Picks and Pans Review: A Gathering of Old Men

updated 11/14/1983 AT 01:00 AM EST

originally published 11/14/1983 AT 01:00 AM EST

by Ernest J. Gaines

In the bayou country of today's Louisiana, the setting for this novel, the blacks are living out their lives in misery. Tractors are taking their jobs in the cane fields; the Cajuns are ruthless exploiters; the old plantation owners are enfeebled protectors of a dead past. Gaines, author of The Autobiography of Miss Jane Pittman, turns these ideas into a lively, suspenseful tale that pivots on the shooting of a white man in the blacks' living quarters. A young white woman, who has been brought up mostly by a strong old black man, believes that he has committed the murder. To protect him, she sends word for every black man in the parish to come to his house and bring a shotgun with one shell fired. An assortment of the elderly shows up—ready for one last chance to get revenge for lifetimes of mistreatment at the hands of whites. Gaines has chosen to tell his story through the eyes of many different characters, a device that is annoying early in the novel because it is confusing. But toward the end, when a young college friend of the victim's brother becomes an observer, the device works to bring the various viewpoints together. Some of the telling, by children and unlettered old blacks, is also wonderfully effective. A scene in a rural bar, where the owner is trying to keep lynch-bound thugs from tearing up his place, is a powerful comment on a dying way of life. This is an engrossing novel which, despite its serious subject, is often very funny. (Knopf, $13.95)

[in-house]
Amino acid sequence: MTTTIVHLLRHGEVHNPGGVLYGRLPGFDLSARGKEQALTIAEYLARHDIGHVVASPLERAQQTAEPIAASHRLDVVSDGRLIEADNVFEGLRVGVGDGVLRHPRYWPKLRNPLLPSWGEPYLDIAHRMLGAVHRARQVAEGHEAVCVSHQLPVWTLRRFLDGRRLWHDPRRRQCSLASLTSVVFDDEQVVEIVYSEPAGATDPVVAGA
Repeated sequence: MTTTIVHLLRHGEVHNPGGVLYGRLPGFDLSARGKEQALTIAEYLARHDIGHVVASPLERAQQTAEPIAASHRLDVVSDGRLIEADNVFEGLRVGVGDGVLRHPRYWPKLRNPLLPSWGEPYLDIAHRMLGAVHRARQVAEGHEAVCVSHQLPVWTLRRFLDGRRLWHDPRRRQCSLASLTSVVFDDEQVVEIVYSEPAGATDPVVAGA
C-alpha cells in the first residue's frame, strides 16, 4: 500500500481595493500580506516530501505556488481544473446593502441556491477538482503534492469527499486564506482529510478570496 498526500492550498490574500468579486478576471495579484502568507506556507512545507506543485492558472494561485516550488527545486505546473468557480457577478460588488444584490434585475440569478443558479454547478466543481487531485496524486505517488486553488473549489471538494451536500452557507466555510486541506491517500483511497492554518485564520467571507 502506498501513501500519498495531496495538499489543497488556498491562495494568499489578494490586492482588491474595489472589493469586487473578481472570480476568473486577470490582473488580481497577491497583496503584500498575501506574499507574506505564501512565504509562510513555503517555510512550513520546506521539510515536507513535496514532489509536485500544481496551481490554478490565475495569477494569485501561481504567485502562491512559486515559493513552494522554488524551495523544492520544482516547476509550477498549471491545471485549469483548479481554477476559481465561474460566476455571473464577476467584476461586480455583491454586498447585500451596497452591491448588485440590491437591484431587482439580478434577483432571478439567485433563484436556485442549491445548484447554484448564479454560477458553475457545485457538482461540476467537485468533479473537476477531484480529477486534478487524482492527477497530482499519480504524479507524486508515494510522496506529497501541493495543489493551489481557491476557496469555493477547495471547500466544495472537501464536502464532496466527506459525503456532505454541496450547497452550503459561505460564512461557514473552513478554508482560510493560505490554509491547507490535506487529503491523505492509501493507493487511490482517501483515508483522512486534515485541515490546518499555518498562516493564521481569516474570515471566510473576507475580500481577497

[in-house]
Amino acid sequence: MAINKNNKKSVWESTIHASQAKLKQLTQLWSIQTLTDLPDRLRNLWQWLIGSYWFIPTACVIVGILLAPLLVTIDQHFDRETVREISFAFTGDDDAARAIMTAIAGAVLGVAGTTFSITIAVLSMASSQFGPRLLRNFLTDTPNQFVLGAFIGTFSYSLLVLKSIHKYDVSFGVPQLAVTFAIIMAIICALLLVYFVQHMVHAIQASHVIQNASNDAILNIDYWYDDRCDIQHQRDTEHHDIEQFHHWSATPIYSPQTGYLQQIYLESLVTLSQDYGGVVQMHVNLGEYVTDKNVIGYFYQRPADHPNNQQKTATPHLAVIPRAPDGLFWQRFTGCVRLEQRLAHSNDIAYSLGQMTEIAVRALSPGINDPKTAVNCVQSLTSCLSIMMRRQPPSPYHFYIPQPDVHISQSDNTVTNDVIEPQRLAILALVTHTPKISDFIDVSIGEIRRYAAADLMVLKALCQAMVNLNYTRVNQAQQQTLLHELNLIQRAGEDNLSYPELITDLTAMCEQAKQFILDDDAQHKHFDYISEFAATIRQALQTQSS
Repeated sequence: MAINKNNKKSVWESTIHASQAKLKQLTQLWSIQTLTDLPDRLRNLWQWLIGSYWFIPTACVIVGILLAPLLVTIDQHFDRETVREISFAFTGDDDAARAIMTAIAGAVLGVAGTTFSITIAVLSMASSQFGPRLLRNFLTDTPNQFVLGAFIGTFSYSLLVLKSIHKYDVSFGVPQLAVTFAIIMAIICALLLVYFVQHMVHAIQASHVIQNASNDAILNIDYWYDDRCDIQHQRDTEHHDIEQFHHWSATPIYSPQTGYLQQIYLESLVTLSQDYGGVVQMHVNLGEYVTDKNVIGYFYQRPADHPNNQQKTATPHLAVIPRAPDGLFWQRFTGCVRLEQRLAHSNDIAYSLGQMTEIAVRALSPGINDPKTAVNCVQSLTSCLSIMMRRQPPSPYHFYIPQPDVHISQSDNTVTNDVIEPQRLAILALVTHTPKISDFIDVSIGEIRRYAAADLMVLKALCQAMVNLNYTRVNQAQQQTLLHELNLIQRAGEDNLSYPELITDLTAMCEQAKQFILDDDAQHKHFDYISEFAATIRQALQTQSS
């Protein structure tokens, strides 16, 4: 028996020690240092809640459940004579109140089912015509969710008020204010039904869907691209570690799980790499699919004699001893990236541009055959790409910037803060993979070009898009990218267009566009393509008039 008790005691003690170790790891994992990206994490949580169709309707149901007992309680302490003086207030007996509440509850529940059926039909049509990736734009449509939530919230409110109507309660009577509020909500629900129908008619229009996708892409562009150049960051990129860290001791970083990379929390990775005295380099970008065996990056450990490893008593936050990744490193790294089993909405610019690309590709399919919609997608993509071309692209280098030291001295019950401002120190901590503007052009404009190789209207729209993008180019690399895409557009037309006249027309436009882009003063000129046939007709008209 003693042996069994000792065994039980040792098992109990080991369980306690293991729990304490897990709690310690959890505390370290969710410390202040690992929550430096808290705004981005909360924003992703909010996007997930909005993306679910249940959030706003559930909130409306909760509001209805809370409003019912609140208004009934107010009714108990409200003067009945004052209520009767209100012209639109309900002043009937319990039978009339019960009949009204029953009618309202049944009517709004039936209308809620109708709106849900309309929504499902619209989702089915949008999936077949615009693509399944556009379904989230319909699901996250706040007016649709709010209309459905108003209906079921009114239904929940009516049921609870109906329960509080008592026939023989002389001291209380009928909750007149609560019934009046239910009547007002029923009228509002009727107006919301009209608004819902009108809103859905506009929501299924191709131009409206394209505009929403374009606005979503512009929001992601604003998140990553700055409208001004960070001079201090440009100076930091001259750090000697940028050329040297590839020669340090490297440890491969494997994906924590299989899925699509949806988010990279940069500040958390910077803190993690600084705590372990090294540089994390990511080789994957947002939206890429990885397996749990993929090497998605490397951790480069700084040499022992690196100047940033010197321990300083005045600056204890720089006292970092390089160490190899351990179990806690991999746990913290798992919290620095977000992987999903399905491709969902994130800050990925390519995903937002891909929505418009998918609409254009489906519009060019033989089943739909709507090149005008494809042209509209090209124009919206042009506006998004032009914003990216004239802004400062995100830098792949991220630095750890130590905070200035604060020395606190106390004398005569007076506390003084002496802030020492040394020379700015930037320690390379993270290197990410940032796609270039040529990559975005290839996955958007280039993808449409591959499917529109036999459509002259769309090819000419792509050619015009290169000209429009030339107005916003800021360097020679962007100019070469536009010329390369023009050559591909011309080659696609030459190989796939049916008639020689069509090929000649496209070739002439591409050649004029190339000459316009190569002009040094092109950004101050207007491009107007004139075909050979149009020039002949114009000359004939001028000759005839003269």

From Our Partners